Tips from A doctoral student in food science wanted to know if bio- diesel producers would be willing to pay a premium for distillers corn oil with a lower free fatty acid (FFA) content.
q: An article in the March 2016 issue of Inform reveals that
process contaminants are created when edible fats and
oils are exposed to high temperatures and long residence
times during traditional deodorization. It seems to me that a
molecular still could prevent, or at least minimize, formation
of harmful compounds, as the exposure to high temperatures is extremely short (a few seconds), compared to hours
of exposure during traditional deodorization. Why aren’t
wiped-film evaporators, short-path distillers, or molecular
stills commonly used for deodorizing edible fats and oils?
A: Here is a summary of the responses.
• Wiped-film evaporators or molecular stills are an order
of magnitude more expensive than the deodorizers used
today. In Southeast Asia, typical capacity requirements
are between 1,500– 3,000 tons per day of oil per deodorizer. Multiple wiped-film evaporators or molecular stills
would be needed to reach these capacity requirements,
which would drive up capital expenditures. With palm
oil, more time under high temperature is needed to
break down the color and enable the oil to become volatile enough to be stripped. Typically, one hour of residence time under high temperature is required to meet
the market demand for oil that is low in (red) color. This
long residence time is practical in a tray deodorizer, but
not in a wiped-film evaporator. When the temperature
and pressure conditions required to evaporate some of
the contaminants are reached, the monoglycerides and
diglycerides are then distilled away. This moves a significant portion of the yield from high- value palm oil to
lower-value palm fatty acid distillate, which has a significantly negative impact on refining margins.
• Molecular distillation was thought to be the best solution
for stripping/physical refining of high-free-fatty-acid (FFA)
rice bran oil (FFA as high as 30%). However, one such
installation in India with huge capital expenditures failed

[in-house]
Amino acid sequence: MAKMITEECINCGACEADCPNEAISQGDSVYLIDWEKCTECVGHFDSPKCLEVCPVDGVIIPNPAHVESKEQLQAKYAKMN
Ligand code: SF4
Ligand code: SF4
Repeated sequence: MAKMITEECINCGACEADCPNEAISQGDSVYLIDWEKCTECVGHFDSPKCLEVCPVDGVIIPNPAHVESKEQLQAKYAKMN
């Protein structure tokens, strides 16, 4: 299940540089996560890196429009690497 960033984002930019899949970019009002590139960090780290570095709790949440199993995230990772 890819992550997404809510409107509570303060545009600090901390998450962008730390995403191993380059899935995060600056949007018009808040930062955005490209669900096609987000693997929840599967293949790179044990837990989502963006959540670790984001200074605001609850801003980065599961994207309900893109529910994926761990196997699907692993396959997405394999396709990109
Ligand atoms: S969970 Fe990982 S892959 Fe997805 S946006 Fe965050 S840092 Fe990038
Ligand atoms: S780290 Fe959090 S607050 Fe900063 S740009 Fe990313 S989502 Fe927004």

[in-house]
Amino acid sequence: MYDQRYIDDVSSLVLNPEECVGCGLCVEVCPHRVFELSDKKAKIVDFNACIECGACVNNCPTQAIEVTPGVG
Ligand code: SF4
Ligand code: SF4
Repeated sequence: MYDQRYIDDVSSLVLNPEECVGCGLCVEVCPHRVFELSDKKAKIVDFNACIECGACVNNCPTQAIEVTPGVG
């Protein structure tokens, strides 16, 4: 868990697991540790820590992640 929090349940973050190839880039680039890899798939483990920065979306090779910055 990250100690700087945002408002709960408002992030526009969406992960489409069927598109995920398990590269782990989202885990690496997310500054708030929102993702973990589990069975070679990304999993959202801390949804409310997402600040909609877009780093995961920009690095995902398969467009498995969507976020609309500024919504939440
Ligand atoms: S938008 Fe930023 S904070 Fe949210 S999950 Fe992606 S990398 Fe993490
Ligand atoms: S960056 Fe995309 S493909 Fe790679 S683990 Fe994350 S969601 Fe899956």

measurably. Molecular distillation (short-path distilla-
tion) was very selective in removing the fatty acids and
other lipid moieties rapidly, based on molecular weight
as well as absolute pressure in the system, but in doing
so all the broken down color bodies were left behind in
the deodorized/de-acidified oil. The distilled fatty acids
produced were almost water- white, but the oil itself
was dark-colored and could not be reduced by solution,
as it was a totally "fixed color." It is true that forma-
tion of 3-MCPD esters is an issue, but the retention time
required is not for the heat-bleaching alone. Some oils
and specialty fats, such as cocoa butter and sal oil, con-
tain pesticides that can be removed only with a longer
retention at relatively low deodorization temperatures.
• Molecular distillation is a fantastic simple unit operation
for heat-sensitive materials like tocopherols and omega- 3
fatty acids. It is also good for smaller-capacity biodiesel distillation, as one can convert non-edible high-FFA oils into low
FFA oils by simple one step molecular distillation.
• Wiped-film/short-path distillation can help recover
some of the valuable nutraceuticals, such as tocopherols, tocotrienols, sesamin, and sterols that are lost during
refining. Wiped-film/short-path distillation has also contributed a lot to the recovery of eicosapentaenoic acid
(EPA)/docosahexaenoic acid (DHA) from fish oils, production of carotene-rich red palm oil, lecithin recovery, and
the distillation of fatty acids, methyl esters, and glycerine. Capital expenses and color reduction are big issues
when processing some high FFA oils by molecular distillation, but niche oils such as sesame, rice bran, and corn—
which have a high percentage of unsaponifiables and can
be of huge therapeutic value—can certainly be processed
by wiped film if we are willing relinquish the bias for low
color that has gripped the entire industry for many years.
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